‘Cyberpunk 2077’ publisher’s stock plummets 20% after Sony pulls the buggy game from its online store and offers refunds

Image
‘Cyberpunk 2077’. CD Projekt Red

  • CD Projekt stock tumbled as much as 20% to a nine-month low on Friday.
  • The Cyberpunk 2077 developer shed up to $US1.7 billion in market capitalisation after Sony said it would pull the buggy game from its PlayStation store and provide refunds to players.
  • CD Projekt apologised on Monday for disappointing players and promised to fix the problems in the coming weeks.
  • “After three delays, we were too focused on releasing the game,” co-CEO Adam Kicinski said during an analyst call this week. “It was the wrong approach and against our business philosophy.”
  • Visit Business Insider’s homepage for more stories.

CD Projekt shares plunged as much as 20% to a nine-month low on Friday as the Polish game studio suffered fresh backlash to its release of a bug-ridden Cyberpunk 2077 last week.

Sony announced on Friday that it was pulling the video game from its PlayStation Store and offering full refunds to players following a wave of complaints about the long-awaited title. The news erased the equivalent of $US1.7 billion from CD Projekt’s market capitalisation.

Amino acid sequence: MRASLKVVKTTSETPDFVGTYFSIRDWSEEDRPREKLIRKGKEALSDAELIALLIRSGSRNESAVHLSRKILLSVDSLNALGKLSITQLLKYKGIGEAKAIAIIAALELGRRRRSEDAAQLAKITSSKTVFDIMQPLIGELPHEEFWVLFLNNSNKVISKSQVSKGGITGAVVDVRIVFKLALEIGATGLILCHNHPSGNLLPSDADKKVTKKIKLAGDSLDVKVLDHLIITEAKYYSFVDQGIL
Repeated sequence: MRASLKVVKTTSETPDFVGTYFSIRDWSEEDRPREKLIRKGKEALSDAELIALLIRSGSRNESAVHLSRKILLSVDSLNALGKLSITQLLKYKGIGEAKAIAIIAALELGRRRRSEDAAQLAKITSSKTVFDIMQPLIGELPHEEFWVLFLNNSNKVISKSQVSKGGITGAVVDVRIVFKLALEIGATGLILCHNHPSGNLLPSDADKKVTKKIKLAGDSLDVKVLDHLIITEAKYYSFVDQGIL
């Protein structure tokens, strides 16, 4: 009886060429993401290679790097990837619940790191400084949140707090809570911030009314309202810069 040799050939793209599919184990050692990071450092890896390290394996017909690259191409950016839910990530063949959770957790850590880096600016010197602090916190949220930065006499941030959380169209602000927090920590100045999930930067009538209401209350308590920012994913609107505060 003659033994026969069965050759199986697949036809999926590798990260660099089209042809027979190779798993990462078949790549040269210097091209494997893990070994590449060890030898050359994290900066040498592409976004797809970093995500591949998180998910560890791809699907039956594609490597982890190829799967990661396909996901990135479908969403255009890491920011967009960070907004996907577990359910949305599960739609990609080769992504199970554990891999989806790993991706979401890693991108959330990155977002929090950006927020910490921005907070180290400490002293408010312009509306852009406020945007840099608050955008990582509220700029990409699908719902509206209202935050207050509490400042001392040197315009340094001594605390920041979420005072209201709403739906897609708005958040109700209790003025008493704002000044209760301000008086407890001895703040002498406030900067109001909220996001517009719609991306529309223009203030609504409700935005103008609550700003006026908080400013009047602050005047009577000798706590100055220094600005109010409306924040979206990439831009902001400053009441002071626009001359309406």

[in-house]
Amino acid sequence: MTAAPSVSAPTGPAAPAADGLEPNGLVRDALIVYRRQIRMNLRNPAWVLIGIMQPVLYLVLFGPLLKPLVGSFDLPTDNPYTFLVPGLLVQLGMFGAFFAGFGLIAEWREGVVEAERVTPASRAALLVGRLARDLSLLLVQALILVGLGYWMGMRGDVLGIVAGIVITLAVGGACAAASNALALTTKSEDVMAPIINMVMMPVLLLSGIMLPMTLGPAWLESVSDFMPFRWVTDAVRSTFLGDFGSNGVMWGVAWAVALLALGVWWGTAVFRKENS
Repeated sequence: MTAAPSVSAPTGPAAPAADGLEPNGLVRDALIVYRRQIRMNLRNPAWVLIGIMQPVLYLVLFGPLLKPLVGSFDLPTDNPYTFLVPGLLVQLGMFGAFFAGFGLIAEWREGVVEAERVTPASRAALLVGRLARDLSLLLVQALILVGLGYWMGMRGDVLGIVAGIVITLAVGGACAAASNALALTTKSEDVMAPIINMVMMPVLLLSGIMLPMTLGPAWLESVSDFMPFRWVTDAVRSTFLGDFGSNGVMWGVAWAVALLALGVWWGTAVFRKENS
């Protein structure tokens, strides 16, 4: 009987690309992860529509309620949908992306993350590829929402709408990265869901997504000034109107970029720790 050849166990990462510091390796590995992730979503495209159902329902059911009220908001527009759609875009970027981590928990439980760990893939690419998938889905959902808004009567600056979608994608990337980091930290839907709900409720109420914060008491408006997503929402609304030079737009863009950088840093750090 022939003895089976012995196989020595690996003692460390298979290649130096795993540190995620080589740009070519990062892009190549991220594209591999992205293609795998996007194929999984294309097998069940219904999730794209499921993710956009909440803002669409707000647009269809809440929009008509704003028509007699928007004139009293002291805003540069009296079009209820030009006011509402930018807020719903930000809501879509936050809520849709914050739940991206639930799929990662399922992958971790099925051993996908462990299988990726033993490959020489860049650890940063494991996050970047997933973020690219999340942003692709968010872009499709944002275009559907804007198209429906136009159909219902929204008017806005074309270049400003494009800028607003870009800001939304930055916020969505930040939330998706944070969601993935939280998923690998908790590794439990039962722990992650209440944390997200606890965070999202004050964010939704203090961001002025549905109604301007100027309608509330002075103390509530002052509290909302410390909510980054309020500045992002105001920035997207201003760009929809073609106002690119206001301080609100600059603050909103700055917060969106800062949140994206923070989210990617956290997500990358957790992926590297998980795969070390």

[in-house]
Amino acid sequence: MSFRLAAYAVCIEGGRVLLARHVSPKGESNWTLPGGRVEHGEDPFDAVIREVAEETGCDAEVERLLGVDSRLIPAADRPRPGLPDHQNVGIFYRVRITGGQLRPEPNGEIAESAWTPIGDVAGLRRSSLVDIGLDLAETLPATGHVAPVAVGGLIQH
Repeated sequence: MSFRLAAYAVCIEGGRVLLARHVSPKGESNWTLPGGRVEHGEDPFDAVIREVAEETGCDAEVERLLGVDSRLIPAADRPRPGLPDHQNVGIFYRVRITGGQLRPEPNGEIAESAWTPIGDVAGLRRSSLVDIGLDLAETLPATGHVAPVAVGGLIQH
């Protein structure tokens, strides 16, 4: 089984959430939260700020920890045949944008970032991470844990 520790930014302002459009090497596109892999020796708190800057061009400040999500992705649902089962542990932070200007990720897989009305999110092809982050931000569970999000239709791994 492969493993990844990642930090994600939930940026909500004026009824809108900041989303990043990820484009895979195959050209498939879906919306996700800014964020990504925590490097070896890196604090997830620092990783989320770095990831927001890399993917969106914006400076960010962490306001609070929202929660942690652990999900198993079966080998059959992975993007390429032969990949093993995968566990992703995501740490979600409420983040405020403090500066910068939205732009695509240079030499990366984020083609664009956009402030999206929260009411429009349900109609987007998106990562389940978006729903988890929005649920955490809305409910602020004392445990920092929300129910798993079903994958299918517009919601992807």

CD Projekt apologised for disappointing players on Monday, and pledged to fix the game through software updates over the coming months. It also offered refunds to those who bought the game for the PlayStation 4 and the Xbox One, as the experience is especially bad on those older consoles. Players have reported frequent crashes, poor graphics, choppy frame rates, and characters and objects repeatedly glitching.


Read More:



A hedge fund manager explains why betting on volatility can amplify portfolio-wide returns like Dennis Rodman during the Chicago Bulls dynasty — and shares how to build a dragon portfolio designed to win over the next 100 years

“After three delays, we were too focused on releasing the game,” co-CEO Adam Kicinski said during an analyst call on Monday. “We underestimated the scale and complexity of the issues. We ignored the signals about the need for additional time to refine the game on the base last-gen consoles. It was the wrong approach and against our business philosophy.”

Fortunately for the embattled developer, it can afford a few refunds. It turned a profit on the game before it even launched, thanks to pre-order sales of more than 8 million copies.